As California moves into the second half the year, home sales are projected to cool down, according to the latest report from the California Association of Realtors.
The forecast comes after a year already plagued with low housing inventory and rising home prices.
“As we enter the second half of the year, we are likely to see some slowdown in sales that extends beyond the typical seasonality change,” said CAR President Geoff McIntosh.
“While the rate of closed sales indicates that California’s housing market has continued to move forward, tight supply continued to push up prices and lower affordability, which can ultimately undermine the housing market by putting homeownership out of reach for too many households,” said McIntosh.
Looking solely at the data for July, California’s housing market stayed solid, with gains year-over-year in both sales and price.
Closed escrow sales of existing, single-family detached homes in California remained above the 400,000 benchmark for the 16th consecutive month and totaled a seasonally adjusted annualized rate of 421,460 units in July.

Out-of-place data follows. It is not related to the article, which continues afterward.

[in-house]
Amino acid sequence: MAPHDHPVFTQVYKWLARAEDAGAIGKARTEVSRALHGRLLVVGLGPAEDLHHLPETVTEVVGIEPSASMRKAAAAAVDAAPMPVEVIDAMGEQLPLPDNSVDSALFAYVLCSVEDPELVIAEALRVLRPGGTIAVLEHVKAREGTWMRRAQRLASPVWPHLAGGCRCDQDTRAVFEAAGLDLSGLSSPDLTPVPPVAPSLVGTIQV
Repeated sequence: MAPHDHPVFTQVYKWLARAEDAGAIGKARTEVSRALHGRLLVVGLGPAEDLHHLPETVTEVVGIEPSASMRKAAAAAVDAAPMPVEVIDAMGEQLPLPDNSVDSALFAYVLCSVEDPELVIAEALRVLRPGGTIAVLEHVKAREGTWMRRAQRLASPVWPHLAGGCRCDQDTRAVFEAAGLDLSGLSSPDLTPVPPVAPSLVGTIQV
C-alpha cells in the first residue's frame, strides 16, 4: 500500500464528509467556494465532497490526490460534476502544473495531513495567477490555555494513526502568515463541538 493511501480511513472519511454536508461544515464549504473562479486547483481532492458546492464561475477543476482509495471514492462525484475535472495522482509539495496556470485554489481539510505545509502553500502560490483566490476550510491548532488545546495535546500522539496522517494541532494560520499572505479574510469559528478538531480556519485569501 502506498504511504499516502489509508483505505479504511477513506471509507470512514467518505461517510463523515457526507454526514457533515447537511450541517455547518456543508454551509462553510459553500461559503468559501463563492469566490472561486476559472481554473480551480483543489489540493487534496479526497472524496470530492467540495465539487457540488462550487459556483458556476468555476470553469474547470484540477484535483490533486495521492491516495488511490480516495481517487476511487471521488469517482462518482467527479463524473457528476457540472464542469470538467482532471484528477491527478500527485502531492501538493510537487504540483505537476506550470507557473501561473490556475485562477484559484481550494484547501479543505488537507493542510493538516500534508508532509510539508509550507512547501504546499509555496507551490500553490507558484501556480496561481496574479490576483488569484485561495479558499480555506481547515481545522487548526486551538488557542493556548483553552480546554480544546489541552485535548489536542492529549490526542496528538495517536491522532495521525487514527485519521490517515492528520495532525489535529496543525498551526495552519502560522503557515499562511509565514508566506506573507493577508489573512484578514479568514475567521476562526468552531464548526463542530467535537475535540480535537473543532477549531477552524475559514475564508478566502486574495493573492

CAR noted that the statewide sales figure represents what would be the total number of homes sold during 2017 if sales maintained the July pace throughout the year.
The July figure is 1.1% lower than the revised 443,120 level in June. But, it is up 0.9% from home sales the same period last year (417,680).
The report added that year-to-date sales are running 2.9% ahead of last year’s pace, but are beginning to slow.
Earlier this month, CAR reported that only 29% of California households could afford to purchase the $553,260 median-priced home in the second quarter of 2017.
And according to this latest report, the median-priced home is only going up, coming in at $549,460 in July.
While it declined to its lowest point since April 2017, the statewide median price remained above the $500,000 mark for the fifth straight month and remained close to the most-recent peak.
“Despite a dip from the recent record high in June, the statewide median price continued to rise at a high single-digit rate in July, and was growing at the second fastest pace in 2017,” said CAR Senior Vice President and Chief Economist Leslie Appleton-Young.
“Tight inventory remained the fuel to upward momentum in home prices, particularly in the Bay Area and other high-priced markets,” said Appleton-Young. “With supply expected to be tight for the rest of the year, home prices should grow moderately in the next few months.”
The chart below shows the median price of existing-single family homes in California, with the peak in May 2007.
Click to enlarge